Who pays workers’ compensation benefits?
Workers’ compensation insurance companies sell policies to employers, who are required to carry coverage for their employees. Businesses with 3 or fewer employees may not be legally required to carry workers’ compensation.
When an injury occurs on the job, the insurance company must hold up its contractual obligations and pay out worker’s compensation benefits. When valid claims are denied, an experienced workers’ compensation attorney can help the insurance companies pay what’s fair.
If I was injured at work, what benefits am I entitled to receive?
You may be entitled to collect workers’ compensation benefits that replace lost income, pay a portion or all medical expenses, and possibly reimburse vocational rehabilitation costs. If your injury is serious enough that you are unable to return to work, you can receive two-thirds of your average wage up to a fixed ceiling.
Are all on-the-job injuries covered by workers’ compensation?
Most workers’ compensation policies allow for a wide range of injuries to be compensated. Coverage may also be denied in the following instances
- employee drug or alcohol intoxication
- self-inflicted injuries
- injuries suffered while a worker was committing a serious crime
- injuries suffered while an employee was not on the job
- injuries suffered when an employee’s conduct violated company policy
Do I have to be injured at my workplace to be covered by workers’ compensation?
No. If you were injured while performing a job-related activity, regardless of where it occurred, you may be eligible to receive benefits.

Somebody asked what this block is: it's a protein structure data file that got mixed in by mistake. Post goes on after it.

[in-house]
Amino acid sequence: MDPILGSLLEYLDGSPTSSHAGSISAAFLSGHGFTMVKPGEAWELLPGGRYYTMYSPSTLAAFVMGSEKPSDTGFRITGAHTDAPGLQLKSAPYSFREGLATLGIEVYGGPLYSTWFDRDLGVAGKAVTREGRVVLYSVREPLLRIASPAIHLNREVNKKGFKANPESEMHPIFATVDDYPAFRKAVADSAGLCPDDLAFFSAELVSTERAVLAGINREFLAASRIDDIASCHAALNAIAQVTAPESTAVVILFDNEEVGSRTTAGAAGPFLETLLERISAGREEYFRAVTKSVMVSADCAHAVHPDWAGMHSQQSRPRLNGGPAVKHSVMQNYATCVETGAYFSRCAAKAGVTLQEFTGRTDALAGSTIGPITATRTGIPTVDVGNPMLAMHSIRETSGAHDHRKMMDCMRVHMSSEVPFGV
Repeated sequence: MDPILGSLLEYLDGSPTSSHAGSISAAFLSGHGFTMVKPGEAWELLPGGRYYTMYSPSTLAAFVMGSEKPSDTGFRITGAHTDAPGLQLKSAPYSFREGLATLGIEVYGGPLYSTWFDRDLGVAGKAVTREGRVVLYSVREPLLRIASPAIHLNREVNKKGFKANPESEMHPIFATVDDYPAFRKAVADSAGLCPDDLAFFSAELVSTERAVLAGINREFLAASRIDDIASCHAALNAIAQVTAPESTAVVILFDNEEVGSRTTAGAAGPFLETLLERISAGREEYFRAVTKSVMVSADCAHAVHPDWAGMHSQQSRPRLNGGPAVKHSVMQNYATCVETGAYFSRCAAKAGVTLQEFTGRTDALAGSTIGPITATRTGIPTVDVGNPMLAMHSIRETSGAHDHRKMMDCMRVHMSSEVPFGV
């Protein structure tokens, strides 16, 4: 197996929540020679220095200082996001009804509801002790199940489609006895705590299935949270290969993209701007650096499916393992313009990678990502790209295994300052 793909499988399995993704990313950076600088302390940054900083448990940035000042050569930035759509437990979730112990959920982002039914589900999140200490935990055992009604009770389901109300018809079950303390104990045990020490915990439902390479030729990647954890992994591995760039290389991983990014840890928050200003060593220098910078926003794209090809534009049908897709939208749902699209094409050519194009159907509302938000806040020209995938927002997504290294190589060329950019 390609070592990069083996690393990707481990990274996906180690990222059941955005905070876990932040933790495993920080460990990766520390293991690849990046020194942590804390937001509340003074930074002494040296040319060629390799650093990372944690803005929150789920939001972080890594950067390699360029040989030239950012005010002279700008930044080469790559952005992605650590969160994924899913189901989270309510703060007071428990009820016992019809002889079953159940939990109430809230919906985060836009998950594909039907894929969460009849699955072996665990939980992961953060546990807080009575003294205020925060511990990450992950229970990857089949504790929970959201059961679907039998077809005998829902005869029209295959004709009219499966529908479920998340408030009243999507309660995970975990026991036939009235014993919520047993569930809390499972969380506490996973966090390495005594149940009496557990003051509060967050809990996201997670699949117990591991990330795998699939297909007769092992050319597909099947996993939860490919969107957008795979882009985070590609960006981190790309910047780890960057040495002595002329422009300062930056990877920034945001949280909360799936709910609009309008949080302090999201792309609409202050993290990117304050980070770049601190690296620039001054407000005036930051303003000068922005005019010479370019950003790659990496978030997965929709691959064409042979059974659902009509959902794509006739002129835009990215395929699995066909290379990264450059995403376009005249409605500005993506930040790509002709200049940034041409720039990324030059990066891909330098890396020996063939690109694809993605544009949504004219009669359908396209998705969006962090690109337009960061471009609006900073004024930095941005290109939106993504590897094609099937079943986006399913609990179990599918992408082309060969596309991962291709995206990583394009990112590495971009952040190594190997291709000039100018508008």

Does workers’ compensation cover illness and injury?
Sudden accidental injuries that occur on the job are almost always covered in worker’s compensation policies. Injuries that develop over time, as a result of certain job related activities, may be eligible for worker’s compensation coverage, such as carpal tunnel syndrome, or back problems. Generally, any injury or illness sustained while performing job duties should warrant coverage. Talk to your attorney to find out if your illness or injury should be covered and your employer or insurance provider is denying benefits.
Who is entitled to receive workers’ compensation benefits?
Any employee, in a company with 3 or more workers, should qualify for workers’ compensation. Worker’s who may not qualify can include business owners, independent contractors, casual workers, domestic employees, farm workers, maritime workers, volunteers, or railroad employees. Check with Dewey, Ramsay & Hunt, PA to find out if you are eligible for benefits.